Healthy, full-term newborn babies tend to lose weight during the first few days after their birth. A groundbreaking new study published in the latest issue of the Journal of Human Lactation explores the reasons why certain newborns lose more (or less) than others and what conclusions can be drawn from the research.

The purpose of the study, published by SAGE in the Journal of Human Lactation, for the International Lactation Consultant Association, was to determine the factors associated with in-hospital weight loss of healthy, full-term newborns, including birth and infant-feeding factors as well as maternal and newborn demographics.

The study found a substantial difference in weight loss between exclusively breastfed and completely formula-fed newborns, which lost less. That disparity led the researchers to conjecture that formula-fed infants may be at risk of early overfeeding. Supplemented breastfed infants had similar weight loss patterns to the exclusively breastfed newborns.

"Degree of weight loss is critical in the decision to supplement breastfed infants with formula," write the study's authors, Patricia J. Martens, IBCLC, PhD, and Linda Romphf, IBCLC. "However, given the overhydration of newborns, the early loss of meconium, and small fluid intake in the first few days, loss of 5-7% of birth weight is considered physiologically appropriate."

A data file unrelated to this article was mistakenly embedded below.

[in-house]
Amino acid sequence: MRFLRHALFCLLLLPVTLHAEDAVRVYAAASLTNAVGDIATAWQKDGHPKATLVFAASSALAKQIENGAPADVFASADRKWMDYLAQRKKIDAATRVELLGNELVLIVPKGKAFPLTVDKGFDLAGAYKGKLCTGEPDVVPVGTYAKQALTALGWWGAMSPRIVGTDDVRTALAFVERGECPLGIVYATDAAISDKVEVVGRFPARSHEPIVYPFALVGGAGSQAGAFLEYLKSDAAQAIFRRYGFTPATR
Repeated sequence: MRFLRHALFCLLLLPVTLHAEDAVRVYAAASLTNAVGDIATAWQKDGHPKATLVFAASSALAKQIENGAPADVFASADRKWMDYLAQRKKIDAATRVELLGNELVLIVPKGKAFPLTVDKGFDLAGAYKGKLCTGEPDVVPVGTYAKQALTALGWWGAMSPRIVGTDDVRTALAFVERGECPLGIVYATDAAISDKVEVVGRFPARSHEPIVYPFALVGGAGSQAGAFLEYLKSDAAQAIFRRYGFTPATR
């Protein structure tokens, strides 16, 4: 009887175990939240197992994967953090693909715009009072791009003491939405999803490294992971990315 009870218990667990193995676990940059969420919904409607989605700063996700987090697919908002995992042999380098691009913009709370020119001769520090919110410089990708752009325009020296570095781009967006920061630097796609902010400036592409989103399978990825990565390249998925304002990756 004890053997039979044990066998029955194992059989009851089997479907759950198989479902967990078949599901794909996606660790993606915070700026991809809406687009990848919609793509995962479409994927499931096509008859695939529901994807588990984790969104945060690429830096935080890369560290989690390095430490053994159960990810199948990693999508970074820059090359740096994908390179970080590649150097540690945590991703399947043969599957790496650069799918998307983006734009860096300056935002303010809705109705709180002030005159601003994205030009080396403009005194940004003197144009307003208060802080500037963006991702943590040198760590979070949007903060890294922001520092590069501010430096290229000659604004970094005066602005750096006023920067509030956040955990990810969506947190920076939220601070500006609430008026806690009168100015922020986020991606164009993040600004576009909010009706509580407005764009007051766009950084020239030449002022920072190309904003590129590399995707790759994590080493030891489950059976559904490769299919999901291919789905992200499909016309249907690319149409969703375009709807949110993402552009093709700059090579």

Newborn feeding experiences may be critical in metabolic imprinting and may factor into adult weight. "The most influential predictor of weight loss in newborns is the type of infant feeding," conclude the authors. "Further study is critical, especially in light of current research on the association between early weight gain of formula-fed infants and adult obesity. Breastfeeding-supportive environments are necessary to support and enable women to breastfeed."


The article, "Factors Associated With Newborn In-Hospital Weight Loss: Comparisons by Feeding Method, Demographics, and Birthing Procedures," is accessible for a limited time at

The International Lactation Consultant Association (ILCA) is the professional association for International Board Certified Lactation Consultants (IBCLCs) and other health care professionals who care for breastfeeding families. To access an IBCLC in your community, or to learn more about promoting, protection, and supporting breastfeeding, visit the ILCA website at

The Journal of Human Lactation is the official journal of the International Lactation Consultant Association (ILCA). Written for professionals by professionals, the Journal deals with the practical topics that nurses, lactation consultants, midwives, nutritionists, public health and social workers, therapists, and physicians face every day.

SAGE Publications is a leading international publisher of journals, books, and electronic media for academic, educational, and professional markets. Since 1965, SAGE has helped inform and educate a global community of scholars, practitioners, researchers, and students spanning a wide range of subject areas including business, humanities, social sciences, and science, technology and medicine. A privately owned corporation, SAGE has principal offices in Los Angeles, London, New Delhi, and Singapore.

Source: Judy Erickson
SAGE Publications